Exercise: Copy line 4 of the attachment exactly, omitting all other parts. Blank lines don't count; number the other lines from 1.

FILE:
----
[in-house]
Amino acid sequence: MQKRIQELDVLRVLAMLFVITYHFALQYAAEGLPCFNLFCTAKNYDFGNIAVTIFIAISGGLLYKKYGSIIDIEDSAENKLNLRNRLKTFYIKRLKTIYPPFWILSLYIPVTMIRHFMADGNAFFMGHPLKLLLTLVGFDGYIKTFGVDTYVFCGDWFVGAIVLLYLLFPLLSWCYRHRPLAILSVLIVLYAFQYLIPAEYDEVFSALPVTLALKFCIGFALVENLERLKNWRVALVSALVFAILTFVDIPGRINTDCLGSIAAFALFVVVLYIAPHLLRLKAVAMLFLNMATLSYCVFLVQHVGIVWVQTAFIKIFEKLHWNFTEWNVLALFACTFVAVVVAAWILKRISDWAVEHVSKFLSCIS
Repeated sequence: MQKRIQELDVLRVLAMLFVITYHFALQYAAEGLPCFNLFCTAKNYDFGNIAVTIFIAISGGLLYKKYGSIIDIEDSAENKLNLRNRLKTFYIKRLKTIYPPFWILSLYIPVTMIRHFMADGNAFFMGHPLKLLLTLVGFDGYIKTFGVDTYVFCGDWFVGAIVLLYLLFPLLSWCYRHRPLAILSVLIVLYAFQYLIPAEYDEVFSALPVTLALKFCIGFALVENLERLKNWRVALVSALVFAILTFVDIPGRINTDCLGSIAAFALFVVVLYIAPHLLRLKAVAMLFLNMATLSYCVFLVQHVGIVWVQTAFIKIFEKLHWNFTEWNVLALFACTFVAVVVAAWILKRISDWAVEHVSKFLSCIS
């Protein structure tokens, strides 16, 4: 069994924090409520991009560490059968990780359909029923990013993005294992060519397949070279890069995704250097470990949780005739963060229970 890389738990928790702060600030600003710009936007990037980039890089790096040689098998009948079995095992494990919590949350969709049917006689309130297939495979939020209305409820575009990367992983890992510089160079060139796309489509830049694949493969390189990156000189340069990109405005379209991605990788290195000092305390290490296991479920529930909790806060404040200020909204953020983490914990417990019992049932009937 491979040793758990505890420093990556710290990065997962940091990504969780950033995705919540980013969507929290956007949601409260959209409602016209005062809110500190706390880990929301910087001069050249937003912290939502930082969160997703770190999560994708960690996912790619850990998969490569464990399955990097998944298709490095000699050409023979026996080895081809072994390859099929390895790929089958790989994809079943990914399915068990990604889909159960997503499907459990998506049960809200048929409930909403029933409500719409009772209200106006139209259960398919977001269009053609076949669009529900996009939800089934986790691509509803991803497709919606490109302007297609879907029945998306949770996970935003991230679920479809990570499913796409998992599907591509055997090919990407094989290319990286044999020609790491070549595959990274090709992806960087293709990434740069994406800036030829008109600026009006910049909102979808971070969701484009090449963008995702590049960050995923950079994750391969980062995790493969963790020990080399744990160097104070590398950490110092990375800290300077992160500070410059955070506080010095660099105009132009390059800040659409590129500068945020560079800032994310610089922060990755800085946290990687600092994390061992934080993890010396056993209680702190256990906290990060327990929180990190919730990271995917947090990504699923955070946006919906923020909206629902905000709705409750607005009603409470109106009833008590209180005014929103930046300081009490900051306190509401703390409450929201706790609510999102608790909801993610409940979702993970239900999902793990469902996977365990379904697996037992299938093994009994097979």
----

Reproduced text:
């Protein structure tokens, strides 16, 4: 069994924090409520991009560490059968990780359909029923990013993005294992060519397949070279890069995704250097470990949780005739963060229970 890389738990928790702060600030600003710009936007990037980039890089790096040689098998009948079995095992494990919590949350969709049917006689309130297939495979939020209305409820575009990367992983890992510089160079060139796309489509830049694949493969390189990156000189340069990109405005379209991605990788290195000092305390290490296991479920529930909790806060404040200020909204953020983490914990417990019992049932009937 491979040793758990505890420093990556710290990065997962940091990504969780950033995705919540980013969507929290956007949601409260959209409602016209005062809110500190706390880990929301910087001069050249937003912290939502930082969160997703770190999560994708960690996912790619850990998969490569464990399955990097998944298709490095000699050409023979026996080895081809072994390859099929390895790929089958790989994809079943990914399915068990990604889909159960997503499907459990998506049960809200048929409930909403029933409500719409009772209200106006139209259960398919977001269009053609076949669009529900996009939800089934986790691509509803991803497709919606490109302007297609879907029945998306949770996970935003991230679920479809990570499913796409998992599907591509055997090919990407094989290319990286044999020609790491070549595959990274090709992806960087293709990434740069994406800036030829008109600026009006910049909102979808971070969701484009090449963008995702590049960050995923950079994750391969980062995790493969963790020990080399744990160097104070590398950490110092990375800290300077992160500070410059955070506080010095660099105009132009390059800040659409590129500068945020560079800032994310610089922060990755800085946290990687600092994390061992934080993890010396056993209680702190256990906290990060327990929180990190919730990271995917947090990504699923955070946006919906923020909206629902905000709705409750607005009603409470109106009833008590209180005014929103930046300081009490900051306190509401703390409450929201706790609510999102608790909801993610409940979702993970239900999902793990469902996977365990379904697996037992299938093994009994097979």